How do I get into duathlon?

How to get into duathlon races

Duathlon Races: love 'em or hate 'em

Duathlons, per the oft quoted Marmite analogy, are hated by some and loved by others. They used to be seen as winter racing for triathletes or a poor swimmer’s version of a triathlon.  But not anymore!

Alex Yee is living proof you can be a duathlete and a triathlete. Duathlon is a sport in its own right and it will test the hardest athlete to the limit… it’s also an outlet to just go and have some fun when it’s too cold to swim.

A duathlon is a run, bike, run format. Usually the second run is half the distance of the first.  So, for instance, a sprint distance will be 5km/20km/2.5km and a standard distance duathlon will be 10km/40km/5km on the road. Off road duathlons are usually nearer to a sprint distance, with either a mountain bike or cyclocross bike being suitable for this terrain. 

 

Don’t underestimate the sport!

Duathlons are hard, and there is no avoiding the fact. So to take them on, you need to adjust your training, transition techniques and kit list. 

If you are a regular triathlete you need to keep on top of your swimming in meantime. It’s a useful piece of training for specific muscle sets, but also if you stop during duathlon season you will find swimming a hideous uphill struggle to pick up again when triathlons start again in the spring.

 

Learn to love your bricks sessions and get to grips with your shoes

You will need to learn to embrace bricks sessions. Since you are training in autumn through to spring you need to resist looking for weather related excuses to get out of them; learn how to be creative and just get on with it!

If the weather is bad, use a turbo or rollers, or go to the gym for instance. The brick is not just about changing the way you use your legs, but is about changing shoe and kit practice.

Start with a block of five times doing 7 minutes on the bike and 3 minutes run with no rest in between. This is a good beginner’s set and for your first set, you need to keep your pace above steady.

Next try going harder on the runs, then the time after go harder on the bike, then by your fourth set go hard but sustainable throughout.

Once you can do this, vary the times of the blocks and perhaps experiment with pyramiding them.

Bricks are the time to work out your shoe changes too, assuming you will be riding clipped for the bike. A smart move is to have two pairs of running shoes so that the second pair is open and clean at T2. This is an especially good idea in an off-road race… which moves us onto thinking about kit.

 

The duathlon kit list

The kit list for a duathlon is pretty straightforward – for instance there is no need to tell you that you will need running and cycling shoes and a bike! - but there might be things in the list below you haven’t considered.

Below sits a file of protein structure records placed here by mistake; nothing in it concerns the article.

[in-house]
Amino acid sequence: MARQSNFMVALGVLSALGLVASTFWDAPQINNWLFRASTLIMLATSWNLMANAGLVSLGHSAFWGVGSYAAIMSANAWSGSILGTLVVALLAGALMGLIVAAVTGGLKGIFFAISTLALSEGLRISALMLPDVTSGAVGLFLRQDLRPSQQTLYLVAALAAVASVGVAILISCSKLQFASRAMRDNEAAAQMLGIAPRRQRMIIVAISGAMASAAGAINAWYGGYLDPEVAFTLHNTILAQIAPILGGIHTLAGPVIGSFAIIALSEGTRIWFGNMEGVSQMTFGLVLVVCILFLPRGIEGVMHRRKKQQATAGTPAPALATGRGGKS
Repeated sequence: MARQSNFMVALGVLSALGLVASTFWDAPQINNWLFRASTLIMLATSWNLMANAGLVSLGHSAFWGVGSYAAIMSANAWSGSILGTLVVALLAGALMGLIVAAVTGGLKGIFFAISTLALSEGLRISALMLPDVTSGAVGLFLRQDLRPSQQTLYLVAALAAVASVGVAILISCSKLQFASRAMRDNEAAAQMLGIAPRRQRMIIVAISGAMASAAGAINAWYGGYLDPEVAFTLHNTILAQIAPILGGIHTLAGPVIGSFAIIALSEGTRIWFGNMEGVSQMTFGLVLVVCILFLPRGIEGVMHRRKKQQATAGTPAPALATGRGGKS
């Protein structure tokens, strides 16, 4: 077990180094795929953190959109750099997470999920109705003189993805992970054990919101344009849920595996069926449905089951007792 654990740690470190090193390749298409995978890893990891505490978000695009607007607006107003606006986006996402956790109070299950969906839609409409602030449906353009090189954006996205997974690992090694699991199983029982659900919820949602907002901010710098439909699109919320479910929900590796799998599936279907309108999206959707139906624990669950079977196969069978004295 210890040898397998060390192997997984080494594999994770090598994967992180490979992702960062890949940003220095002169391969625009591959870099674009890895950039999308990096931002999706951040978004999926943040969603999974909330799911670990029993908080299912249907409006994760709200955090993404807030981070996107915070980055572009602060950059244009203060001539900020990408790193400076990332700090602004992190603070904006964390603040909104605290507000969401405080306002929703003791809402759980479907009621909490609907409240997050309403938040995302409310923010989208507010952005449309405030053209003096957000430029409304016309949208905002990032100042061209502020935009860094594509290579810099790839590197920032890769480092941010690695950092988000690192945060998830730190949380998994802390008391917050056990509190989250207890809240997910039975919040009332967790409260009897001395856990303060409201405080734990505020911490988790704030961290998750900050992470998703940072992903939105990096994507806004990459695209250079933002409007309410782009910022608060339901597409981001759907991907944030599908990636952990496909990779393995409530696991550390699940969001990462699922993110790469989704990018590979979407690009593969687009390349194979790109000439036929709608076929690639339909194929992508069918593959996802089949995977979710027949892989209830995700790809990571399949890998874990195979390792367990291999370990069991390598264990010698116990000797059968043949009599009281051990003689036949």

• Trisuit to save you time in transition
  • Shorts, with a chamois you can run in when it is wet
  • Base layers
  • Gilet
  • Windproof which doesn’t act like a sail
  • Arm warmers for the bike
  • You need to think about gloves that you can clip and unclip your helmet in, so maybe go fingerless.
  • Skullcap
  • Buff
  • Socks, impractical for triathlon, but can be worn throughout a duathlon
  • Cycle toe covers
  • Running tights

At HUUB we also have a special cycle bundle of toe covers and a cycle jersey with cycle styling, but lightweight fabric for easy running and sweat wicking.

To test out your kit combinations so that you find something that suits you, try wearing them in different combinations until you find what works for you. Bear in mind that you will get hot on the first run, and then could get very cold on the bike, or wet, or probably both so what you wear at different stages of the race could alter dramatically in layering.

When the appointed hour arrives, take everything with you on race day as it is no good sat in a cupboard at home. And as another top tip, stash everything in a dry bag at transition, because the last thing you want at the end of your race is wet clothes.

 

The post-race come down and keeping up with swim training

Come Monday morning after the race, get yourself down to the pool and get your legs working to recover. Use a kickboard and mix up free and breaststroke lengths. As much as we all hate kick sets, we promise you that you will feel the benefit.

Get in the pool regularly, using a pullbuoy when you have destroyed your legs in a hard session. Swimming will mean you stay conditioned over the whole body, and you will maintain some core strength and flexibility. If you drop your swimming, you will fall into the trap of only working your legs and will end up carrying on when they need a rest or are injured.

 

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